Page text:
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An Introduction to Mobility

By Nima Nazemi, Business Development Coordinator, YWCA Saskatoon/Fitness on 25th

 

Mobility refers to how well you can move, and how freely and efficiently. It’s basically the ability to move your entire body freely and correctly. It encompasses muscle strength, range of motion and endurance capacity. If you have great mobility, you are able to move functionally and efficiently with little to no restrictions or difficulty. It means having optimal range of motion. This doesn’t mean, however, greater flexibility, although flexibility is certainly an aspect of efficient mobility. Without mobility postural stability becomes compromised and so your body begins to move improperly, increasing your risk of pain and injury. The American Council on Exercise (ACE) separates mobility into two definitions: joint mobility and joint stability.

Joint Mobility: It is the range of uninhibited movement around a joint.

Joint stability: It is the ability to maintain and control joint movement or position.

Bad mobility not only means a higher injury risk, but it also means lower and inefficient performance levels during physical activity. This affects activities as light as walking to the mailbox to as intense as sport competitions. Bad mobility can even affect daily activities, such as cleaning, driving, and even showering if it’s serious enough.

There are many causes of bad mobility and the inability to move freely and without pain:

  • Muscle imbalances;
  • Muscle weakness;
  • Tightness;
  • Improper alignment and posture;
  • An injury that is currently in rehabilitation or was not fully or properly rehabilitated.

YWCA Mobility Program: A Structured Approach

At YWCA Saskatoon, we acknowledge mobility as one of the main components of fitness and better well-being. We offer in-house mobility classes in the evening of Tuesdays and Thursdays using a structured approach which allows participants to focus on one area of the body for one month in order to maximise benefits from doing mobility exercises and drills. Along side in-house classes, we upload an instructive video for each class which gives you the opportunity to still take advantage from the exercises even if you can’t make it to the class.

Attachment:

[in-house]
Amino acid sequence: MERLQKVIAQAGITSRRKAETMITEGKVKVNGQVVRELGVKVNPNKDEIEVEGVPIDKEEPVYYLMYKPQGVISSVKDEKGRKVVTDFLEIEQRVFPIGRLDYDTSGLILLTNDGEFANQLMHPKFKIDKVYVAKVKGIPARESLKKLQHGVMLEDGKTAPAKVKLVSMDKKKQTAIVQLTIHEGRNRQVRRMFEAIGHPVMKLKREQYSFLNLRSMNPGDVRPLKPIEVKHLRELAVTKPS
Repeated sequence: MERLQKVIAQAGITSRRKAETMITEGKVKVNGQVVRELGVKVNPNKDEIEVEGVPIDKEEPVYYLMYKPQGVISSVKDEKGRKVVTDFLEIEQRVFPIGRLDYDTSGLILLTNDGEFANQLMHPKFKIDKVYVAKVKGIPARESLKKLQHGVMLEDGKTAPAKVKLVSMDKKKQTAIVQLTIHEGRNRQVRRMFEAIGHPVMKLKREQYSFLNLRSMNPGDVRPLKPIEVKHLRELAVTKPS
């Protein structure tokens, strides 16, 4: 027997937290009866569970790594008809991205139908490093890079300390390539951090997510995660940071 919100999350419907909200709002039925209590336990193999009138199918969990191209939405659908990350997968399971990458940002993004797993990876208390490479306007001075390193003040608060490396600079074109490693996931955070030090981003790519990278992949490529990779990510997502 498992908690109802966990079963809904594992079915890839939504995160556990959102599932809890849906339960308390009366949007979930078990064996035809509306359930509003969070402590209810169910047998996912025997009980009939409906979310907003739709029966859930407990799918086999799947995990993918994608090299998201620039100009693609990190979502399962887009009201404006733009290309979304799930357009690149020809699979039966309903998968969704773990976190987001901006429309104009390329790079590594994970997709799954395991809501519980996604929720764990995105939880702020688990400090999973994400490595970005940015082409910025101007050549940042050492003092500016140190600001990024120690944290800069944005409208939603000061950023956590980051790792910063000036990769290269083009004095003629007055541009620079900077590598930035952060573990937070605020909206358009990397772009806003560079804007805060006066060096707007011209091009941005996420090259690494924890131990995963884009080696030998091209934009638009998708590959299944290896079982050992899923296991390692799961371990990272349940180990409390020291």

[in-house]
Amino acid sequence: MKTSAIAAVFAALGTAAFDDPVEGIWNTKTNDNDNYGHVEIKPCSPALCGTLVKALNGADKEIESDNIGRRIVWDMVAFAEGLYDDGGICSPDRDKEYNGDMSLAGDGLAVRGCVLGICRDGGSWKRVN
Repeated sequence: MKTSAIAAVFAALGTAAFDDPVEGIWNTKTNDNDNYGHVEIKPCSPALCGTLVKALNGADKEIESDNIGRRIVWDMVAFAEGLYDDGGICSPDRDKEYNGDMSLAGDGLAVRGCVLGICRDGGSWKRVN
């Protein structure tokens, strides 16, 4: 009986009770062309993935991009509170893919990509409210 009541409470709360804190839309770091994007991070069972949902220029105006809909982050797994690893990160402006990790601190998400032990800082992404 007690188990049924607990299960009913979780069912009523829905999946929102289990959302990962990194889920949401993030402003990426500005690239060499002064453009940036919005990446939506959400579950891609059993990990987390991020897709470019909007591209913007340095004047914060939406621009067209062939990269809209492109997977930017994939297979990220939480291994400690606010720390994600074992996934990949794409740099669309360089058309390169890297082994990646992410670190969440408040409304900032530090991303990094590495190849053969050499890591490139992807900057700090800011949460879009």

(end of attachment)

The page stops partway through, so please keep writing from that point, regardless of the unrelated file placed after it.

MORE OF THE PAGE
Our unique approach towards mobility classes would offer a structured pathway to maximize both joint mobility and joint stability. Each month we focus on one particular joint/area of the body. In the first class of the month, we test mobility quantitively and/or qualitatively in that area. In all other classes of the month we teach exercises and drills using different techniques to maximize mobility in that area. The last class of the month would focus on re-testing mobility in that area so participants would be able to evaluate their progress.

IMPORTANT: You can’t expect to have your mobility improved by a few times doing mobility drills. Mobility exercises and drills must be done regularly to show results. That being said, we recommend you to participate to our in-house mobility classes (or watch our mobility videos) regularly to get the result you look for.

YWCA Mobility Program: 2021 Schedule

  • January: Hips
  • February: Lumbar Spine and Thoracic Spine
  • March: Shoulders
  • April: Knees and Ankles
  • May: Elbows and Wrists
  • June: Review
  • July: Hips
  • August: Lumbar Spine and Thoracic Spine
  • September: Shoulders
  • October: Knees and Ankles
  • November: Elbows and Wrists
  • December: Review